You sometimes wonder why things are done quickly one time, and take forever the next time. Or, in the case of my scans at Holy Cross, forever each subsequent time.
I originally wrote this post 48+ hours after the scans, and still had no results. But, they FINALLY came in: stable tumor regression. The overall percent of regression was slightly less than I had previously experienced, but the two largest tumors shrank by about the same amount as prior scans. So it was good news. It just would have been nice to get this good news in a timely manner.
We understand a little more why it takes so long; there are only certain radiologists that can read scans using RECIST rules, which are standards that clinical trials must use to measure tumors and their progression. So it’s not like it is just sitting under the Starbucks cup of some resident radiology doctor-in-training. These guys have a more labor-intensive challenge when they see “Sharpe” come across their desk.
Still… the oncology team at Holy Cross seems to have no idea who is reading the scans, or when, or even if the right personnel are in the hospital. It sounds like lack of communication is a hospital-wide issue (and to be fair, there were communication barriers at Moffitt, too). When your life is measured in six-week chunks, though, a little more accountability should be the norm. It doesn’t take advanced medical training to teach co-workers to proactively work together and set expectations.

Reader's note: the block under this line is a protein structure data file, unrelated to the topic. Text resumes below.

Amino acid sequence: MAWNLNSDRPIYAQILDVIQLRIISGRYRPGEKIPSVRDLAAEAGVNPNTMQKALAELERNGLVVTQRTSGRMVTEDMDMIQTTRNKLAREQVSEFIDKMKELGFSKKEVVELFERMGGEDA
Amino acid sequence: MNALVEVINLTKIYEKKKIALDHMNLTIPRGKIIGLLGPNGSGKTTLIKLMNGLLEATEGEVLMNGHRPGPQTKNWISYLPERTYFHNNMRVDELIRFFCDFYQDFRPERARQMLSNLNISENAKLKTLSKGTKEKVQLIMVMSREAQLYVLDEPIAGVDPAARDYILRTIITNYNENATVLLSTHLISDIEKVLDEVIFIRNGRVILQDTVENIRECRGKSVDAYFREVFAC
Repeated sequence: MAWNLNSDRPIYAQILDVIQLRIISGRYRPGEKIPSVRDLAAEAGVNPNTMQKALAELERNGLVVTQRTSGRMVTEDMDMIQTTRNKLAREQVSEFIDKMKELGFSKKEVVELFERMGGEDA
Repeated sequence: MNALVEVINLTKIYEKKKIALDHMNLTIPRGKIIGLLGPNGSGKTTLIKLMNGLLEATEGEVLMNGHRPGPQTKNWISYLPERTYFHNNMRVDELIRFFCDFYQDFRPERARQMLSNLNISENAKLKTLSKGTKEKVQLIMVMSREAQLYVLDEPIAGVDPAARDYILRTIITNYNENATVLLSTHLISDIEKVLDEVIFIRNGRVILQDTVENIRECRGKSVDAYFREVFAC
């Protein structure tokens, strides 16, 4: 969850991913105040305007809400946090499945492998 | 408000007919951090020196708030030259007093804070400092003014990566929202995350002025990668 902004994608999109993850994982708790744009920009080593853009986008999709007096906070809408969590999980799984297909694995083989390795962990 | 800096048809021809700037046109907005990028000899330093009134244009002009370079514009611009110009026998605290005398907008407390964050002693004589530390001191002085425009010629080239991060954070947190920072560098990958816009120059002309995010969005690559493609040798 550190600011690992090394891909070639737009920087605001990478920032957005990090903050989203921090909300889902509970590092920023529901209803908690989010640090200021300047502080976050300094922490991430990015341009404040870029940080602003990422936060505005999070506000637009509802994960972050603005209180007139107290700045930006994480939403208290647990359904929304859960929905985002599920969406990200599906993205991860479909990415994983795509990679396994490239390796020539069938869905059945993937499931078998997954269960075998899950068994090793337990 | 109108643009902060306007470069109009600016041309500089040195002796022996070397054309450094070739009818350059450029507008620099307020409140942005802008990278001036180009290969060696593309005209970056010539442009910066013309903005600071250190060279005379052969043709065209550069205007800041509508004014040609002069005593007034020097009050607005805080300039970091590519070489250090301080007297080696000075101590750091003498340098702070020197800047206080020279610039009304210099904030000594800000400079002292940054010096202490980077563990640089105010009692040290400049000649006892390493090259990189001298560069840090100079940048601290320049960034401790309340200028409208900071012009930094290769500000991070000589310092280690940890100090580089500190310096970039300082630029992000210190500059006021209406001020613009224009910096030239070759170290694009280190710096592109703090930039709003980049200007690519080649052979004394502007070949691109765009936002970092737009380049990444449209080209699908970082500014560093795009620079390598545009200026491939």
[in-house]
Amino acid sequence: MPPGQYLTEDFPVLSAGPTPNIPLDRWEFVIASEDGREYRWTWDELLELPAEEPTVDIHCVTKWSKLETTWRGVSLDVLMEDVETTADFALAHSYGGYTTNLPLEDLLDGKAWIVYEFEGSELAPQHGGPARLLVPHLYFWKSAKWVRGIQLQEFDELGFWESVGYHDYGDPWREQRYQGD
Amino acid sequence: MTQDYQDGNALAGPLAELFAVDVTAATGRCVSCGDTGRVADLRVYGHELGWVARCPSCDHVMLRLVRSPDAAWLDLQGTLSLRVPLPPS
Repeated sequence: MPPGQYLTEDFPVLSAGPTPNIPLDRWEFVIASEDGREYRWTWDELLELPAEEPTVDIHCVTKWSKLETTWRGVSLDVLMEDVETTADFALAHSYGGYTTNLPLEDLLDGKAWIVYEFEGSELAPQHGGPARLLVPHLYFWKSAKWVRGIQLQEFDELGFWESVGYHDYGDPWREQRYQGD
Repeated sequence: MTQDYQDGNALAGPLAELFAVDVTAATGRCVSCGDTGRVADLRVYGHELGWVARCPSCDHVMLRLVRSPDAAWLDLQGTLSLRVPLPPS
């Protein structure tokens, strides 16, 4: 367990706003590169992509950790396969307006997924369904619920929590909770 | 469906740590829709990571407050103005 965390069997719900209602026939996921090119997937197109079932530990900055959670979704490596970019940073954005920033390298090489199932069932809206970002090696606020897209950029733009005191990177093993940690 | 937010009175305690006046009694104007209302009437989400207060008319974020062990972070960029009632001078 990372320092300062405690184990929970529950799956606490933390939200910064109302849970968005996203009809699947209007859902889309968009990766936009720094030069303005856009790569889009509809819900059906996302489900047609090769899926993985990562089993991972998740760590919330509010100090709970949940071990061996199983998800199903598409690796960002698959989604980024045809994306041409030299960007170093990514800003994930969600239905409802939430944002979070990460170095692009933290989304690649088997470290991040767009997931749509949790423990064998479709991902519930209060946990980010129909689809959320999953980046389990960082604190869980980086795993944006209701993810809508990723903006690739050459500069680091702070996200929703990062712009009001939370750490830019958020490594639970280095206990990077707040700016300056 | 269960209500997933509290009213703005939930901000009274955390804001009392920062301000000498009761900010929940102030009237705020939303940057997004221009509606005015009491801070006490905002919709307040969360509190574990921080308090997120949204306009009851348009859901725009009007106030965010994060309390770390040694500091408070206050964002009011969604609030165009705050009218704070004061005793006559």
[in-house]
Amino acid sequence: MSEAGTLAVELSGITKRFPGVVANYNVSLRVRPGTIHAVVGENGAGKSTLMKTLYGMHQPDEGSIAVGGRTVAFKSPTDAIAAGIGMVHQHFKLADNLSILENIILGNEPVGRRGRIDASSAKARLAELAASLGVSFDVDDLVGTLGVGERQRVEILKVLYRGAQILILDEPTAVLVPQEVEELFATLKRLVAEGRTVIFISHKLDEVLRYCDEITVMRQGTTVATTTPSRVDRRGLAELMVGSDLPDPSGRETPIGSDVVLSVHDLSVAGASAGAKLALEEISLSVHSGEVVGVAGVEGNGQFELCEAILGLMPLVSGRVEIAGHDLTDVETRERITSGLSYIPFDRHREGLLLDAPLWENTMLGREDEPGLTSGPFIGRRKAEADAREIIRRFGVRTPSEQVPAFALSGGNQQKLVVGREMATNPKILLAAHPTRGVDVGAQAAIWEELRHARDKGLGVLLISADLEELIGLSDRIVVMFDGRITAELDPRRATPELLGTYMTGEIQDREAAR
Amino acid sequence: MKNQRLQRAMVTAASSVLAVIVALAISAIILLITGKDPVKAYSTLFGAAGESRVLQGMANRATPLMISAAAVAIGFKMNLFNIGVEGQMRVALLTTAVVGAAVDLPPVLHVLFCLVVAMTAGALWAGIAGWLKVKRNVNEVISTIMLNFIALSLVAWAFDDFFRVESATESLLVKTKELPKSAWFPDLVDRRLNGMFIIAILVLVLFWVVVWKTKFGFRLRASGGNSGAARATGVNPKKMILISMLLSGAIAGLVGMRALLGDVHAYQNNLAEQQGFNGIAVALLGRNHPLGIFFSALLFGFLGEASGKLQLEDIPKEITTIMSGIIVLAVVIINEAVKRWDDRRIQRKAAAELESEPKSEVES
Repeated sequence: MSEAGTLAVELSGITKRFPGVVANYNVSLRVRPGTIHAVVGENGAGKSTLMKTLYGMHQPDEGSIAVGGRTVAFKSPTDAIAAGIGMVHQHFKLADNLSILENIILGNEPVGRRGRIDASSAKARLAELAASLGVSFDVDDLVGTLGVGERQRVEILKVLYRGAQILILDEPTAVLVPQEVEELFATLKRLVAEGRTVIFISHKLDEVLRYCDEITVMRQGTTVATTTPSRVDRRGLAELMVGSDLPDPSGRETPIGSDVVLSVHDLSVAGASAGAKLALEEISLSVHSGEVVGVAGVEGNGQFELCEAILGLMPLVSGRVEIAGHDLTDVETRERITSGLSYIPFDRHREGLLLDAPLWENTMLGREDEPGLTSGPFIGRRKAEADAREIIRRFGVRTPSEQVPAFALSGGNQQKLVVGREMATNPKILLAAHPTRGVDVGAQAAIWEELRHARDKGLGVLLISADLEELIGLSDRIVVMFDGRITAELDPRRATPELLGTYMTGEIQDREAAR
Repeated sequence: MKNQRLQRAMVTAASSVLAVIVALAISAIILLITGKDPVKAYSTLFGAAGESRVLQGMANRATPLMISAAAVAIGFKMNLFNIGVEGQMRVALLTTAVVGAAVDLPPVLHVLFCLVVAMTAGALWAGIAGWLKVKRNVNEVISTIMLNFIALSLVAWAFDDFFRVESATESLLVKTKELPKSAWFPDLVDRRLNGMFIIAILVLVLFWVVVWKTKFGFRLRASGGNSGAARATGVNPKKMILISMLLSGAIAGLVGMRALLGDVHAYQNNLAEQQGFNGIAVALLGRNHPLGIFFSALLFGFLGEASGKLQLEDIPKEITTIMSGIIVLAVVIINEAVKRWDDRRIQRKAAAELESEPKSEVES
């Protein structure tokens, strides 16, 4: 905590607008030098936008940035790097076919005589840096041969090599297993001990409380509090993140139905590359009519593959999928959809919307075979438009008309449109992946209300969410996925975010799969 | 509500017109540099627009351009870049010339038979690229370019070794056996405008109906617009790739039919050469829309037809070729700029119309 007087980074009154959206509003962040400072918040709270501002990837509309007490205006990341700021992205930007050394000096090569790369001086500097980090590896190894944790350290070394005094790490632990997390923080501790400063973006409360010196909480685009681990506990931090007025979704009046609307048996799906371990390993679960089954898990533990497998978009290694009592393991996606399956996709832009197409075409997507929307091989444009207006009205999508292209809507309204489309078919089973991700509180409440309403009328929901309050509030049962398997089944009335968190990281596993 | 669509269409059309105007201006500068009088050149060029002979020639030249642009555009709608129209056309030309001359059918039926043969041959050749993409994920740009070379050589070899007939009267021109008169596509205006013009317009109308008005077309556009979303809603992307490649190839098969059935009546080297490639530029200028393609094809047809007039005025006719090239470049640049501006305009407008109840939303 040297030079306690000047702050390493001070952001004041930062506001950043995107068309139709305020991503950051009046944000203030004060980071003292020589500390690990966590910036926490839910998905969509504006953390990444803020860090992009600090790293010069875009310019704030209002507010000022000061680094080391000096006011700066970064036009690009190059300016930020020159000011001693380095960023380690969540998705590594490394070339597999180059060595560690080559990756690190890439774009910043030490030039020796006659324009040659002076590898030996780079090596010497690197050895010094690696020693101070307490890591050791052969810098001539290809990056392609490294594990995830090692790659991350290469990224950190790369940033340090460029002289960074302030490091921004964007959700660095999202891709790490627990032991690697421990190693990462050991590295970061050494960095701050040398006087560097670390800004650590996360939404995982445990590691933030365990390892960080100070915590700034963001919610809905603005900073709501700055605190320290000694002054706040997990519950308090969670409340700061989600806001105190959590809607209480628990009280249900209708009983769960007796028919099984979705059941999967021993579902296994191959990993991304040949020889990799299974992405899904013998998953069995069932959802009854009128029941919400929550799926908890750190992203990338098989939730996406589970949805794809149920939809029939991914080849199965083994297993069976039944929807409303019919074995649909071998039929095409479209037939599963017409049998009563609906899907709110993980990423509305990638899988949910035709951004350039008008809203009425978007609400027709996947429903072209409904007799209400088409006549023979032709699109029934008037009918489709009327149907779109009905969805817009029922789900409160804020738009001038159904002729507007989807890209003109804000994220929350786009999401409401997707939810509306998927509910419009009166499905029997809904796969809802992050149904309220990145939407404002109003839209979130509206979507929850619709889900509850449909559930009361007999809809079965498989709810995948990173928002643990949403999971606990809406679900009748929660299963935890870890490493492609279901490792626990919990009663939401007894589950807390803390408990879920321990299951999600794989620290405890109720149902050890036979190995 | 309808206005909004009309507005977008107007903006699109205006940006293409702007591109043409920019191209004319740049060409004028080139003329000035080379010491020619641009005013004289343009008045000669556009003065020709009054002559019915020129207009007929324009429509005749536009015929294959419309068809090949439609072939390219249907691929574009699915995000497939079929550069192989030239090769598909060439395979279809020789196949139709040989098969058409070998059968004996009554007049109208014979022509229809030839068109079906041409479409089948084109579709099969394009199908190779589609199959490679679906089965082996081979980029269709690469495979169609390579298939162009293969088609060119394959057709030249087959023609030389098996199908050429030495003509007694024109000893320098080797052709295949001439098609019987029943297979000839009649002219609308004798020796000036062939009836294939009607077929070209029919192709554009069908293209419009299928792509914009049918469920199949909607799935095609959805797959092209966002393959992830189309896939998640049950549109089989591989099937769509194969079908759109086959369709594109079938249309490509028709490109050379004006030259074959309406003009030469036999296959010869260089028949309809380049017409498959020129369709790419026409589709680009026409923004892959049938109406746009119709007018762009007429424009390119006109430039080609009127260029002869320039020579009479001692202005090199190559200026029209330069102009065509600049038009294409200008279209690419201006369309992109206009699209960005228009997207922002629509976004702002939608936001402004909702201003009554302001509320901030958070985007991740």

So all day Tuesday went by without results… and all day Wednesday went by without results, too. And all day Thursday. And all day Friday. Still nothing. Jen would like to see if we can get the results through the medical records department, but they don’t have them yet – and that’s not where the problem lies anyways. Getting our team and radiology to communicate and set expectations is the underlying issue, and that relationship isn’t working well.
Eventually, you tire of waiting for red tape bureaucracy. Even (somewhat) worry- free patients have their limits. This will be escalated to the Holy Cross administration; not to get anyone in hot water, but to ensure that patients don’t spend days eagerly anticipating results, with no expectation set or communication given. When time is a valuable commodity for those who don’t know how much they have left, anxiously spending it waiting for news is unfair to that patient. It’s also pretty annoying to those of us who are healing a little bit at a time, too.
T.J. Sharpe shares his fight against Stage 4 Melanoma in the Patient #1 blog. Read more »